The one thing which defined and united those who broke windows, threw bricks, stole goods and torched other people’s property is that they are all criminals. Most if not all of them were UK citizens, legally settled here, many born here. The issue is what should the government and the wider community do to prevent such misconduct in the future. The elephant in the room is too many criminals. The problem is the spirit which took so many into crazy behaviour, which if unchecked would have made normal commercial life, jobs and incomes impossible to maintain.
The government recognises it needs an agenda to improve its response to any possible break down in authority. In recent days the police have changed their response to such an outbreak of criminality, with the support of the government.
The government has stated that the police can insist on people revealing their faces, to make them more relucant to commit offences.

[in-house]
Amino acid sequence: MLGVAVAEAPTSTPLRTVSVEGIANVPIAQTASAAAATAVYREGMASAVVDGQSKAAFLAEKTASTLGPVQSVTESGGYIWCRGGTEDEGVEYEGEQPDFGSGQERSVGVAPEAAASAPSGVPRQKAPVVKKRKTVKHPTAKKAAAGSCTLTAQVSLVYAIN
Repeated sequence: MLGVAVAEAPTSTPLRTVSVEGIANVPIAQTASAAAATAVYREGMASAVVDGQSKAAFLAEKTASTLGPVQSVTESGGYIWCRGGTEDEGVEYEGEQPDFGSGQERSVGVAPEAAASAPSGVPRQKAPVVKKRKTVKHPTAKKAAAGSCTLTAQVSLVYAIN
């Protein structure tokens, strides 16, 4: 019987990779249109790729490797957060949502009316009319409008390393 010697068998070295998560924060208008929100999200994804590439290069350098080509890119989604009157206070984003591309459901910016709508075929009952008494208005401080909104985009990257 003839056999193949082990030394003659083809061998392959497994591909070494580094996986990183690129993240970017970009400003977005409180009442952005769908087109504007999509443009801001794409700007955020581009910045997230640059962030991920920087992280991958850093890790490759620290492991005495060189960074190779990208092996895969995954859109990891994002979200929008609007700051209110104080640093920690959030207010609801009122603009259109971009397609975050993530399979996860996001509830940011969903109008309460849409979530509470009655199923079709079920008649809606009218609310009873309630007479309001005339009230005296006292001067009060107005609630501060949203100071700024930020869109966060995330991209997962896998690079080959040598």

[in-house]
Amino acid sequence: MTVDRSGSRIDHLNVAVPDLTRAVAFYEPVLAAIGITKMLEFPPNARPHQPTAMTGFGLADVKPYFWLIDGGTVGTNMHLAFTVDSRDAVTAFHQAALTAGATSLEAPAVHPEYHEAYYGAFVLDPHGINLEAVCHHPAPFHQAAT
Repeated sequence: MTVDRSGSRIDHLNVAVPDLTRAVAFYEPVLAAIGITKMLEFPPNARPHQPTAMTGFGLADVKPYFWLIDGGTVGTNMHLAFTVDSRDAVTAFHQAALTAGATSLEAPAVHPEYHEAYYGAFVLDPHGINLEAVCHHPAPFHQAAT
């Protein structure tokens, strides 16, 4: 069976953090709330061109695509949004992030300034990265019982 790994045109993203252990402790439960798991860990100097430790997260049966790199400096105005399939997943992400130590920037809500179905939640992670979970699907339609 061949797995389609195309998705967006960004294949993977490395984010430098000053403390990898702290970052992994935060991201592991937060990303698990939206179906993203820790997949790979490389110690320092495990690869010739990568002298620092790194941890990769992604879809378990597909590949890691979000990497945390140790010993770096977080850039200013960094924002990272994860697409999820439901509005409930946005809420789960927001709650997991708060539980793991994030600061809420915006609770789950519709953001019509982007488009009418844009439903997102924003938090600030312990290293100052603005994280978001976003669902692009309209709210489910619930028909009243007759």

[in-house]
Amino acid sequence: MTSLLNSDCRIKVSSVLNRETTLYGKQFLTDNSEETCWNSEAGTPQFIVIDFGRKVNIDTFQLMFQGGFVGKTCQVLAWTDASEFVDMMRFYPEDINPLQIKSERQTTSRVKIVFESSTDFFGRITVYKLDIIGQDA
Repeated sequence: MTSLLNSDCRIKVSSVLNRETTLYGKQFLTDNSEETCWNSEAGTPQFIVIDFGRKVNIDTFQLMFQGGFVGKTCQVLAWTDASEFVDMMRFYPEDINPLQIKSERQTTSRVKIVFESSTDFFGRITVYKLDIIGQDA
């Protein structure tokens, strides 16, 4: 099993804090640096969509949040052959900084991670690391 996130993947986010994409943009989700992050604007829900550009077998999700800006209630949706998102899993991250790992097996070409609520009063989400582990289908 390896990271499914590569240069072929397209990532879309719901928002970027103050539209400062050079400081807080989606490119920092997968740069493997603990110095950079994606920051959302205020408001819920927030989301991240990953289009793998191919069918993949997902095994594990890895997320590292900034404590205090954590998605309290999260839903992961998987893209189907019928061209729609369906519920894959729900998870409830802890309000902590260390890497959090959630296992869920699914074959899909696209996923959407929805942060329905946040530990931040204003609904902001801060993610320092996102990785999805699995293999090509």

It has stated there will be enough prison places available to put those who committed serious crimes into jail.
The police moved to putting more officers on the streets, and to arresting more at the time of the crimes being committed.
The government confirmed that the faces of those believed to have committed offences can be posted on the web to locate them for questioning.
The courts met continuously through day and night to handle the rush of cases expeditiously. Some magistrates and judges have handed out exemplary sentences. Others have been criticised for alleged lenience.
The government says it intends there to be enough police available in future for front line duties. There is an argument between the polticial parties over whether future budgets are sufficient. The government claims there is plenty of scope to divert resources from back office and paperwork to more active policing.